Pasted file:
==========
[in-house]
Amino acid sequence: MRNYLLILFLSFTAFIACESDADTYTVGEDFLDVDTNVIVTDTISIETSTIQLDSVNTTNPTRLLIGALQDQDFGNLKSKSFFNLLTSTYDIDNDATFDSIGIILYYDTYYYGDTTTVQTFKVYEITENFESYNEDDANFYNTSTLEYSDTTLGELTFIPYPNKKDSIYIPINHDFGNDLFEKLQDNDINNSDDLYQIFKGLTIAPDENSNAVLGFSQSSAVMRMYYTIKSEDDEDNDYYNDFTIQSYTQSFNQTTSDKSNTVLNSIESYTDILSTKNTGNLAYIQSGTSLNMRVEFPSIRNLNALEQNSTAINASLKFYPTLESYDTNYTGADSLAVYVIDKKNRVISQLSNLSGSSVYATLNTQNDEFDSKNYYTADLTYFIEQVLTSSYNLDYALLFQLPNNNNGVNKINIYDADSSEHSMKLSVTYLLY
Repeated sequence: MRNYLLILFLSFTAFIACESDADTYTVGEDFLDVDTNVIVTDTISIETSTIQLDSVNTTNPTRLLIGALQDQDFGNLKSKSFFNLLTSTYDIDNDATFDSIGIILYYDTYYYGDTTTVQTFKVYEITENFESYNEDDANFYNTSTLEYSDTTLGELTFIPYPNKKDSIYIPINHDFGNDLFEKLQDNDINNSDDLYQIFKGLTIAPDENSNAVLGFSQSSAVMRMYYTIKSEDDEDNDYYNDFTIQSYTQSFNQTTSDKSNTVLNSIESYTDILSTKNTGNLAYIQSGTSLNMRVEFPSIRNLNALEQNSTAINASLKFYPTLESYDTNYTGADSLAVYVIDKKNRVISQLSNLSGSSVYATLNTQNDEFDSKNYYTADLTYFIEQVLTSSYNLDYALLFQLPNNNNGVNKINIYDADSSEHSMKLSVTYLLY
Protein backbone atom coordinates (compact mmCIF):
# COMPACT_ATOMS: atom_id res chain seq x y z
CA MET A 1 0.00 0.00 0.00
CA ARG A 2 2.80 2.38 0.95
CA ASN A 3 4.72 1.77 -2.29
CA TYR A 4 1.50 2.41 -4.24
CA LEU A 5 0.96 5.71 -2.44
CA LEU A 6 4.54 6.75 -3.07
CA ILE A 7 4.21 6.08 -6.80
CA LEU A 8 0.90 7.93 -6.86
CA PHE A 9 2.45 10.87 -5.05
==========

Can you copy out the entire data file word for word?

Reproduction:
[in-house]
Amino acid sequence: MRNYLLILFLSFTAFIACESDADTYTVGEDFLDVDTNVIVTDTISIETSTIQLDSVNTTNPTRLLIGALQDQDFGNLKSKSFFNLLTSTYDIDNDATFDSIGIILYYDTYYYGDTTTVQTFKVYEITENFESYNEDDANFYNTSTLEYSDTTLGELTFIPYPNKKDSIYIPINHDFGNDLFEKLQDNDINNSDDLYQIFKGLTIAPDENSNAVLGFSQSSAVMRMYYTIKSEDDEDNDYYNDFTIQSYTQSFNQTTSDKSNTVLNSIESYTDILSTKNTGNLAYIQSGTSLNMRVEFPSIRNLNALEQNSTAINASLKFYPTLESYDTNYTGADSLAVYVIDKKNRVISQLSNLSGSSVYATLNTQNDEFDSKNYYTADLTYFIEQVLTSSYNLDYALLFQLPNNNNGVNKINIYDADSSEHSMKLSVTYLLY
Repeated sequence: MRNYLLILFLSFTAFIACESDADTYTVGEDFLDVDTNVIVTDTISIETSTIQLDSVNTTNPTRLLIGALQDQDFGNLKSKSFFNLLTSTYDIDNDATFDSIGIILYYDTYYYGDTTTVQTFKVYEITENFESYNEDDANFYNTSTLEYSDTTLGELTFIPYPNKKDSIYIPINHDFGNDLFEKLQDNDINNSDDLYQIFKGLTIAPDENSNAVLGFSQSSAVMRMYYTIKSEDDEDNDYYNDFTIQSYTQSFNQTTSDKSNTVLNSIESYTDILSTKNTGNLAYIQSGTSLNMRVEFPSIRNLNALEQNSTAINASLKFYPTLESYDTNYTGADSLAVYVIDKKNRVISQLSNLSGSSVYATLNTQNDEFDSKNYYTADLTYFIEQVLTSSYNLDYALLFQLPNNNNGVNKINIYDADSSEHSMKLSVTYLLY
Protein backbone atom coordinates (compact mmCIF):
# COMPACT_ATOMS: atom_id res chain seq x y z
CA MET A 1 0.00 0.00 0.00
CA ARG A 2 2.80 2.38 0.95
CA ASN A 3 4.72 1.77 -2.29
CA TYR A 4 1.50 2.41 -4.24
CA LEU A 5 0.96 5.71 -2.44
CA LEU A 6 4.54 6.75 -3.07
CA ILE A 7 4.21 6.08 -6.80
CA LEU A 8 0.90 7.93 -6.86
CA PHE A 9 2.45 10.87 -5.05